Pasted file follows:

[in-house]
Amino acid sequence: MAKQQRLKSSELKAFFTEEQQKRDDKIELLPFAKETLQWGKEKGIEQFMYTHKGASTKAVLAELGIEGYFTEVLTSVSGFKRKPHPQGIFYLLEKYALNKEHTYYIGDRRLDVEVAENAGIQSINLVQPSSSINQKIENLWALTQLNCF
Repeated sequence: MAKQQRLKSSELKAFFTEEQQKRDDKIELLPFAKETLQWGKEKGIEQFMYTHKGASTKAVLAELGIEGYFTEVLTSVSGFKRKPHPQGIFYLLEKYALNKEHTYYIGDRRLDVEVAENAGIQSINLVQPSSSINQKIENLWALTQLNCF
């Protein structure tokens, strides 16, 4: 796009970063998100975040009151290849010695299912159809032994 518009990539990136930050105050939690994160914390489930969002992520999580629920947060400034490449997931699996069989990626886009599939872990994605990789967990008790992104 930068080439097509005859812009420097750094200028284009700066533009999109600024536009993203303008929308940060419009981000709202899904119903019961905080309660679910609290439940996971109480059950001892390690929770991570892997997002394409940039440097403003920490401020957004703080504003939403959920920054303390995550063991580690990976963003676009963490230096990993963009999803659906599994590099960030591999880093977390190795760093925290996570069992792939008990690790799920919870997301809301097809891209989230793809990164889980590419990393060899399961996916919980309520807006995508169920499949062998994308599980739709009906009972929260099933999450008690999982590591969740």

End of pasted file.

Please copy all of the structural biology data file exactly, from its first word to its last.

[in-house]
Amino acid sequence: MAKQQRLKSSELKAFFTEEQQKRDDKIELLPFAKETLQWGKEKGIEQFMYTHKGASTKAVLAELGIEGYFTEVLTSVSGFKRKPHPQGIFYLLEKYALNKEHTYYIGDRRLDVEVAENAGIQSINLVQPSSSINQKIENLWALTQLNCF
Repeated sequence: MAKQQRLKSSELKAFFTEEQQKRDDKIELLPFAKETLQWGKEKGIEQFMYTHKGASTKAVLAELGIEGYFTEVLTSVSGFKRKPHPQGIFYLLEKYALNKEHTYYIGDRRLDVEVAENAGIQSINLVQPSSSINQKIENLWALTQLNCF
């Protein structure tokens, strides 16, 4: 796009970063998100975040009151290849010695299912159809032994 518009990539990136930050105050939690994160914390489930969002992520999580629920947060400034490449997931699996069989990626886009599939872990994605990789967990008790992104 930068080439097509005859812009420097750094200028284009700066533009999109600024536009993203303008929308940060419009981000709202899904119903019961905080309660679910609290439940996971109480059950001892390690929770991570892997997002394409940039440097403003920490401020957004703080504003939403959920920054303390995550063991580690990976963003676009963490230096990993963009999803659906599994590099960030591999880093977390190795760093925290996570069992792939008990690790799920919870997301809301097809891209989230793809990164889980590419990393060899399961996916919980309520807006995508169920499949062998994308599980739709009906009972929260099933999450008690999982590591969740």